If all the UK’s school buildings were replaced with the most energy efficient alternatives taxpayers would save £2.6bn a year from the schools budget, new research has revealed.
A paper released yesterday by the Centre for Economics and Business Research (CEBR) on behalf of zero-emissions buildings firm Net Zero Buildings argues major savings could be found in the education budget if more efficient buildings were widely used.
Net Zero Buildings has created what it claims to be the UK’s most energy efficient school building – a modular building constructed off-site that features airtight insulation and solar energy installations.
The net zero-emission construction stands in stark contrast to much of the UK’s current school building stock, 60 per cent of which was built before 1976. If all school buildings were as efficient as the Schoolhaus design the Department of Education would save £2.6bn a year, almost five per cent of its annual budget, according to the analysis.
The UK’s growing population means demand for school places in the UK is set to grow 10 per cent over the next decade. The Department of Education has a target of building at least 500 new schools by 2020 to cater for rising demand, but some studies suggest more than 2,000 new school buildings will be needed.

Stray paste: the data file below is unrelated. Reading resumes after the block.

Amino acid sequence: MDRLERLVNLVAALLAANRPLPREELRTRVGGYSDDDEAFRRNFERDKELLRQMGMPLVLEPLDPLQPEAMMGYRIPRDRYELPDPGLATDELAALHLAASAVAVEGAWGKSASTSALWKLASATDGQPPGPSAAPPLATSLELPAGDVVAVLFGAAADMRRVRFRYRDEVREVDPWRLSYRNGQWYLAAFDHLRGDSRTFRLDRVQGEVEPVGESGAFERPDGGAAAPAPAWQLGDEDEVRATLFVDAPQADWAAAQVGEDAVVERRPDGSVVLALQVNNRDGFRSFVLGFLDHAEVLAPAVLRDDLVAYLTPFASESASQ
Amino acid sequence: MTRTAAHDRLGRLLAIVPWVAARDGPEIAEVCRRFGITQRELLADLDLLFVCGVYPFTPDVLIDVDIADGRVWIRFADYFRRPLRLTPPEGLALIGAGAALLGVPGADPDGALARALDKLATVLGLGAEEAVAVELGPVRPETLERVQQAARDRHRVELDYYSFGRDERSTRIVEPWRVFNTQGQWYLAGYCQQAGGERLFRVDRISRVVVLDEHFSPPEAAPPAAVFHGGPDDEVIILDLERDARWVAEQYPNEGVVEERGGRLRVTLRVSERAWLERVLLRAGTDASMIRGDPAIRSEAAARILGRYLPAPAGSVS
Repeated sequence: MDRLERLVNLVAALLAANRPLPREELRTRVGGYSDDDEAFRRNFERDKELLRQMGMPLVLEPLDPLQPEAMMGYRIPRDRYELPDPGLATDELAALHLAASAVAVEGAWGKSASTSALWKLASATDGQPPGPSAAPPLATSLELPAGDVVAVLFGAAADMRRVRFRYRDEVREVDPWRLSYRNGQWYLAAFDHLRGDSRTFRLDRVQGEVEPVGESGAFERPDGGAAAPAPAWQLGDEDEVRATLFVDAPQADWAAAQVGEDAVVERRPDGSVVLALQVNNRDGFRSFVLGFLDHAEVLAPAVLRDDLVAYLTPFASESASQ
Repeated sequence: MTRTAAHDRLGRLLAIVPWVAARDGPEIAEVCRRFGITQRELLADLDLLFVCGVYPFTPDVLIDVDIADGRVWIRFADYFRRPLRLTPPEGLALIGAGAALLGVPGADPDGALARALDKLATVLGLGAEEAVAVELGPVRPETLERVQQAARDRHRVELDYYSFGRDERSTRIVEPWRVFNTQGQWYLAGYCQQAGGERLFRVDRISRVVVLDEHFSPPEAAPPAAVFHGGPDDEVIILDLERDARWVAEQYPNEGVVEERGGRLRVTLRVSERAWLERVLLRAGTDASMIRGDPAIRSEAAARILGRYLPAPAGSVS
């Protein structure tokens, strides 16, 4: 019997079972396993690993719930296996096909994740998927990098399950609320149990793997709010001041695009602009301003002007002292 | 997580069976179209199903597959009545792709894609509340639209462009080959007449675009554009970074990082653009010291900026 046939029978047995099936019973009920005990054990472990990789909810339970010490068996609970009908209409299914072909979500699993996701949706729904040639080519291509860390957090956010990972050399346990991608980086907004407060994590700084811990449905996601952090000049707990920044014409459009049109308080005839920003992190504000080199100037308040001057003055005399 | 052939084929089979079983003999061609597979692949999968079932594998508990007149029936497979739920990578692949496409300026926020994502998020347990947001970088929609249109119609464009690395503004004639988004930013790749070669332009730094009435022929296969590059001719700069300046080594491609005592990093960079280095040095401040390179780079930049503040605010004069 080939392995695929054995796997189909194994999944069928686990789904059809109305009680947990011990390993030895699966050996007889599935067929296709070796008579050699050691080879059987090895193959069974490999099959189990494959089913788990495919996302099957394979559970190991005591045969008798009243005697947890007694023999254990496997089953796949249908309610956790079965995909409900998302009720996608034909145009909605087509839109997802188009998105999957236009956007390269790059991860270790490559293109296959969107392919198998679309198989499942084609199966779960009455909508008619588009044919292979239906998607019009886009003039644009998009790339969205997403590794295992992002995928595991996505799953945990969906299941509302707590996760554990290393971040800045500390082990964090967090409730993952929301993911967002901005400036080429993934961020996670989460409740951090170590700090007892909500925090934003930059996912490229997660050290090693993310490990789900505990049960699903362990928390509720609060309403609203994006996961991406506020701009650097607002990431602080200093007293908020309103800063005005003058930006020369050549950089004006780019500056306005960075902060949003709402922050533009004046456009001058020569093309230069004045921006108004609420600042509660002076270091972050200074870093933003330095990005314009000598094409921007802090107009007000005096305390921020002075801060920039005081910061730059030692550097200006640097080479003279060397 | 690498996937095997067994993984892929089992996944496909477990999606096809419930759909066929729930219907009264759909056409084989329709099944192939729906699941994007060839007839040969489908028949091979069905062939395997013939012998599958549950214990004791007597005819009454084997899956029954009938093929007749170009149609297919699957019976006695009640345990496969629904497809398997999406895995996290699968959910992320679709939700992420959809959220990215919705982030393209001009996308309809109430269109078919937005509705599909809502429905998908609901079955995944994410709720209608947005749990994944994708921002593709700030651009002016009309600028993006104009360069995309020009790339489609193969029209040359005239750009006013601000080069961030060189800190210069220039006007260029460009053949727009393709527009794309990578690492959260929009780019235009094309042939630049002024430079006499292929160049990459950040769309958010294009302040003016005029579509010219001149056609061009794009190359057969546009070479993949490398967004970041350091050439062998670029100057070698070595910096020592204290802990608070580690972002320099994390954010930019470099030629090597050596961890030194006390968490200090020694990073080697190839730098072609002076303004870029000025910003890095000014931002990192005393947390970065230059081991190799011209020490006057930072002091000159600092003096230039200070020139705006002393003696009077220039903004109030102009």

According to today’s report, if 500 new schools were built to Schoolhaus’ efficiency standards savings of £1.25bn could accrue to taxpayers over the next 60 years from cheaper capital, energy, maintenance, and lifecycle costs. If 2,000 schools are built to net zero standards the savings could rise to £5bn over the same period.
“With pupil numbers forecast to grow by around 10 per cent between now and 2026, it’s clear that innovative solutions are required to ease the pressing need for new school buildings,” Net Zero Buildings CEO Neil Smith said in a statement. “This report shows that the government has an opportunity to meet this demand, save money and help to protect the environment.”
The Department for Education was considering a request comment at the time of going to press.